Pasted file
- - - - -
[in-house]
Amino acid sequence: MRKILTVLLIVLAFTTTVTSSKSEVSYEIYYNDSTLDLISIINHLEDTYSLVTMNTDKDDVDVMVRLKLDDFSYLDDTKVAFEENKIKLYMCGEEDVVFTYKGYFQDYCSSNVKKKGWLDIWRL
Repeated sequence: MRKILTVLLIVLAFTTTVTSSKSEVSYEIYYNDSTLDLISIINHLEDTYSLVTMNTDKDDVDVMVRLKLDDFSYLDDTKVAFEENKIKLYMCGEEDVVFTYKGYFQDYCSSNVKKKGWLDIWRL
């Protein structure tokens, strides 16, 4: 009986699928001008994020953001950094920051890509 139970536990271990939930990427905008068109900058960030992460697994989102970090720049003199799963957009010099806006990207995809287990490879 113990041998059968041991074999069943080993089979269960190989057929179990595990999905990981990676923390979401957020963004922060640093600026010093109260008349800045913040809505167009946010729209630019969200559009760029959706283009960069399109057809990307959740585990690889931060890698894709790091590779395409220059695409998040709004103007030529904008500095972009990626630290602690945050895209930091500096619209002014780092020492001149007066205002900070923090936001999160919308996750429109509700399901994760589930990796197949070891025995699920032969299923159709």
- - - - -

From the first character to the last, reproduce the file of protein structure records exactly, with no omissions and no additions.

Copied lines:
[in-house]
Amino acid sequence: MRKILTVLLIVLAFTTTVTSSKSEVSYEIYYNDSTLDLISIINHLEDTYSLVTMNTDKDDVDVMVRLKLDDFSYLDDTKVAFEENKIKLYMCGEEDVVFTYKGYFQDYCSSNVKKKGWLDIWRL
Repeated sequence: MRKILTVLLIVLAFTTTVTSSKSEVSYEIYYNDSTLDLISIINHLEDTYSLVTMNTDKDDVDVMVRLKLDDFSYLDDTKVAFEENKIKLYMCGEEDVVFTYKGYFQDYCSSNVKKKGWLDIWRL
């Protein structure tokens, strides 16, 4: 009986699928001008994020953001950094920051890509 139970536990271990939930990427905008068109900058960030992460697994989102970090720049003199799963957009010099806006990207995809287990490879 113990041998059968041991074999069943080993089979269960190989057929179990595990999905990981990676923390979401957020963004922060640093600026010093109260008349800045913040809505167009946010729209630019969200559009760029959706283009960069399109057809990307959740585990690889931060890698894709790091590779395409220059695409998040709004103007030529904008500095972009990626630290602690945050895209930091500096619209002014780092020492001149007066205002900070923090936001999160919308996750429109509700399901994760589930990796197949070891025995699920032969299923159709």